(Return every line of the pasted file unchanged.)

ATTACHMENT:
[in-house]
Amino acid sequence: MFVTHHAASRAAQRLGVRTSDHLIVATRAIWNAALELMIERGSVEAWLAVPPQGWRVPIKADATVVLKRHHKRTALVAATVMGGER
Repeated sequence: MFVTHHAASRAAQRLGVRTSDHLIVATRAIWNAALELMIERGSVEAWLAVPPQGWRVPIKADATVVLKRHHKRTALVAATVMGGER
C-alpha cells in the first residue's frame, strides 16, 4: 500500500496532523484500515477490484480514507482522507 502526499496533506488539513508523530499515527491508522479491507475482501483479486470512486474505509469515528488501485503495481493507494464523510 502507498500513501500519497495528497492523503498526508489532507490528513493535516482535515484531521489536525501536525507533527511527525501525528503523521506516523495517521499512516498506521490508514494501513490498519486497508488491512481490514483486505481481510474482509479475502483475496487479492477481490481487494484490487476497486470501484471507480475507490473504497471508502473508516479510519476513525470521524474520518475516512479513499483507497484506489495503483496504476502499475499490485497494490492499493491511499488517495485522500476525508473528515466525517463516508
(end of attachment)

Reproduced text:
[in-house]
Amino acid sequence: MFVTHHAASRAAQRLGVRTSDHLIVATRAIWNAALELMIERGSVEAWLAVPPQGWRVPIKADATVVLKRHHKRTALVAATVMGGER
Repeated sequence: MFVTHHAASRAAQRLGVRTSDHLIVATRAIWNAALELMIERGSVEAWLAVPPQGWRVPIKADATVVLKRHHKRTALVAATVMGGER
C-alpha cells in the first residue's frame, strides 16, 4: 500500500496532523484500515477490484480514507482522507 502526499496533506488539513508523530499515527491508522479491507475482501483479486470512486474505509469515528488501485503495481493507494464523510 502507498500513501500519497495528497492523503498526508489532507490528513493535516482535515484531521489536525501536525507533527511527525501525528503523521506516523495517521499512516498506521490508514494501513490498519486497508488491512481490514483486505481481510474482509479475502483475496487479492477481490481487494484490487476497486470501484471507480475507490473504497471508502473508516479510519476513525470521524474520518475516512479513499483507497484506489495503483496504476502499475499490485497494490492499493491511499488517495485522500476525508473528515466525517463516508